The inlet side of the body member is provided with threads 44 which constitute a means for attaching the body member to the air supply conduit 24 so that the body member is in gasconducting relationship with the air supply conduit. The positioning of the body member within the tank 20 is such that the lower peripheral edge 45 of the body member at the exit side is located below the inlet side and generally resides in substantially a horizontal plane. The lower edge of the body member at the exit side is provided with a plurality of circumferentially spaced notches or slots 46 which provide for the exit of air under pressure and which have tendency to break the air, which is introduced into the opening 31, into small bubbles. These notches may be replaced by holes or may include both. For the purpose of identification and discussion, it can be said that the opening 3l between the valve member all and the tops of the slots forms a chamber identified by the reference numeral 50.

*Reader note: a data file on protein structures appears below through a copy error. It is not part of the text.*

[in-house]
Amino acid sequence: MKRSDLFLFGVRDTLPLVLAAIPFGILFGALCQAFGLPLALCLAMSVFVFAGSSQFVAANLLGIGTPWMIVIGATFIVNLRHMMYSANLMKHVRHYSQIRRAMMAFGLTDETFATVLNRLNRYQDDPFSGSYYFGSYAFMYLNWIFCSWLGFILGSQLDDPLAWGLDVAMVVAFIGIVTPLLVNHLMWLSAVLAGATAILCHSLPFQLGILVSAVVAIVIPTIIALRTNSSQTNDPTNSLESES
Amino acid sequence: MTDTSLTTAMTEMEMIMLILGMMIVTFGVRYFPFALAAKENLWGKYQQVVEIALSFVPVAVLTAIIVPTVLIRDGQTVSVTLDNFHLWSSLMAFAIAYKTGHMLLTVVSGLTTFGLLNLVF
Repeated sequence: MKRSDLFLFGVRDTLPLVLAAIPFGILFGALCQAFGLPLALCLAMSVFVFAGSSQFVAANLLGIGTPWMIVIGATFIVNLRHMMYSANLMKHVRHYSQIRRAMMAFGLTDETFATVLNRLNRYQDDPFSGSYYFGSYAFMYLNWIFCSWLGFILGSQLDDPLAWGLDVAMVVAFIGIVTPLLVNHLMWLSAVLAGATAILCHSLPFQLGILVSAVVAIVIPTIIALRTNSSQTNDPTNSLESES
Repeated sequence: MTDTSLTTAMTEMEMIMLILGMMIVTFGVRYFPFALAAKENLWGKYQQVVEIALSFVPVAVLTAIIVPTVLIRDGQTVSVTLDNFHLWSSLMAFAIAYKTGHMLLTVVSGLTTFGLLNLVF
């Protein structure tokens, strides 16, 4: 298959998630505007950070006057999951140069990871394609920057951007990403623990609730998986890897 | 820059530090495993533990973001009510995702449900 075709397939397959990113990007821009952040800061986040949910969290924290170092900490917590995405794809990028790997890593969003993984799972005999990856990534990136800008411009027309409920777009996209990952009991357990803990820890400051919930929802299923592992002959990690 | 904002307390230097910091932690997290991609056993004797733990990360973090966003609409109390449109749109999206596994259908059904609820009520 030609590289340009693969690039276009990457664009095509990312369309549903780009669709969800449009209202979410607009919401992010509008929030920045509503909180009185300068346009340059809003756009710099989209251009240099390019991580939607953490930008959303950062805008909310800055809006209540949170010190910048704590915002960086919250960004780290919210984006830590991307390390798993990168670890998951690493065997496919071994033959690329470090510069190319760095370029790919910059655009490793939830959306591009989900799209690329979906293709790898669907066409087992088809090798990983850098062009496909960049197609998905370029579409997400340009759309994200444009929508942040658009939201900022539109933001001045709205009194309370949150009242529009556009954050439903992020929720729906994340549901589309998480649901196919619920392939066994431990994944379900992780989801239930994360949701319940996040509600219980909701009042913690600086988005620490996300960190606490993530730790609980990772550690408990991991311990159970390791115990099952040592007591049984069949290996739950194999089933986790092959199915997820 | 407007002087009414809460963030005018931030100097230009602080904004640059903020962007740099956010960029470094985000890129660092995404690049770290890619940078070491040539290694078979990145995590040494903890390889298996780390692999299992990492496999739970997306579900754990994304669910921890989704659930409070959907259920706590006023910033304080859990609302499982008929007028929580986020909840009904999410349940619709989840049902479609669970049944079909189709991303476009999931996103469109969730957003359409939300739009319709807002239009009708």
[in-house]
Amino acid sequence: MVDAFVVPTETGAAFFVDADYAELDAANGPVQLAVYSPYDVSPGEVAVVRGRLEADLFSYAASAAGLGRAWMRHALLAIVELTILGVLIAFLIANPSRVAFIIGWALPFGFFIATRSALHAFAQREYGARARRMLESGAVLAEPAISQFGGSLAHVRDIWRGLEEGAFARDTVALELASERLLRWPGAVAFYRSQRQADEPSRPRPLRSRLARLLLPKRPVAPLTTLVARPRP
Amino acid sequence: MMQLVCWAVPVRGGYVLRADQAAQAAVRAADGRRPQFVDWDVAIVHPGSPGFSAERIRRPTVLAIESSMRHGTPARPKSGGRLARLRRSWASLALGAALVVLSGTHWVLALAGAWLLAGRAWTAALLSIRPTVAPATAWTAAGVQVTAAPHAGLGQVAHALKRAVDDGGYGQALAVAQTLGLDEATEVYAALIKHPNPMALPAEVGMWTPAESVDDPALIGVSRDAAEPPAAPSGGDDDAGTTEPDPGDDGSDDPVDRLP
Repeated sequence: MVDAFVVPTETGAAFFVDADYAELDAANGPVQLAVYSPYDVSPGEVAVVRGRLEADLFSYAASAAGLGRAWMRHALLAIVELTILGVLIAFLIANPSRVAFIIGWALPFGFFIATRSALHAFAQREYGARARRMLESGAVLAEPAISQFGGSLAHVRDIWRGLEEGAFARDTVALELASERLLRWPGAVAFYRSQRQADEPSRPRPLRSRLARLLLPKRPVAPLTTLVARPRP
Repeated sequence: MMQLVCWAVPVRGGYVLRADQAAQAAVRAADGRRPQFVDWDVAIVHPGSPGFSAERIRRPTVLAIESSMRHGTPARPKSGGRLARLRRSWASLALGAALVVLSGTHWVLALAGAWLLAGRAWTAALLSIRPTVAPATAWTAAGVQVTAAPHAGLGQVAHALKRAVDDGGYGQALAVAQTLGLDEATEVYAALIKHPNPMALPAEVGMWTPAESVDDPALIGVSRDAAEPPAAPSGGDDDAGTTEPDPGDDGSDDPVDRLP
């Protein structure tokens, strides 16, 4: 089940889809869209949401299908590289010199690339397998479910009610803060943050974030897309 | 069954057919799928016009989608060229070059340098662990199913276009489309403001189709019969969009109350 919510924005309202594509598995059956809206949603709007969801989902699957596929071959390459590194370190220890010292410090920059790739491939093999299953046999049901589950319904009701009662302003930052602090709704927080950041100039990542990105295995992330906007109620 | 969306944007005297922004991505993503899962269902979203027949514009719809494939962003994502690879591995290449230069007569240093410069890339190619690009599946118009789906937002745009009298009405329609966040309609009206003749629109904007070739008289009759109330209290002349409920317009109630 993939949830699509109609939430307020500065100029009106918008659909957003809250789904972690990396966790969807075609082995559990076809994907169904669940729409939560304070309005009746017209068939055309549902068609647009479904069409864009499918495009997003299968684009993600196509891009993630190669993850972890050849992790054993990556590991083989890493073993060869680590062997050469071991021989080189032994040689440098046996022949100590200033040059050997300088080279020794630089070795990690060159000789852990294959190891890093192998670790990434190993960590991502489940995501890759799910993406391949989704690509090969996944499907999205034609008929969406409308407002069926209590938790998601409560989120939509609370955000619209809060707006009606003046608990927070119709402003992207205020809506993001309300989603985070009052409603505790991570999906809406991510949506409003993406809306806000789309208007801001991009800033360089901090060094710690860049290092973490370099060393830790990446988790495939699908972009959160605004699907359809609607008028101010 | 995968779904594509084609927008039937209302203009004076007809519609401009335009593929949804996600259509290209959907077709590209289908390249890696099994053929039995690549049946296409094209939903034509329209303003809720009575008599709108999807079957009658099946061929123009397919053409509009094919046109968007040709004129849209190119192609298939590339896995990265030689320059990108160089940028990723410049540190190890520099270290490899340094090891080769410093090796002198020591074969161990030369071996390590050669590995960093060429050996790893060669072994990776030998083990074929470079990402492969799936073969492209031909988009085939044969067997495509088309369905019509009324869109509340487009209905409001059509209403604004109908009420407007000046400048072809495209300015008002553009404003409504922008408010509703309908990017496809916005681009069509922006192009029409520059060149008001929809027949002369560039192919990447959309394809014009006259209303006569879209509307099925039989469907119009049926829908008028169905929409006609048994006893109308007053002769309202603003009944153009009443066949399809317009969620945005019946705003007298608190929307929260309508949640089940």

In operation and during the on cycle of the sewage plant, air pressure is pumped into the conduit 24 from service 30 which air subsequently passes into the inlet side 33 of the body member 29 and through the apertures 37. The force of the air under pressure bends the valve member 41 downwardly to cause the air under pressure to travel into the chamber 50 and it subsequently exits into the sewage liquid through the tops of the notches 46 into a plurality of small air bubbles which air bubbles thereafter travel upwardly through the sewage liquid.

When the on cycle of the plant is completed the air under pressure is shut off thereby resulting in a volume of air trapped in chamber 50 between the upper part of the notches 46 and the valve member 41. This along with the memory of the valve member 41 tends to keep the valve member closed. The trapped volume of air in chamber 50 and the valve member prevents the sewage liquid from traveling upwardly into the air supply conduit and prevents the problems discussed above which result therefrom.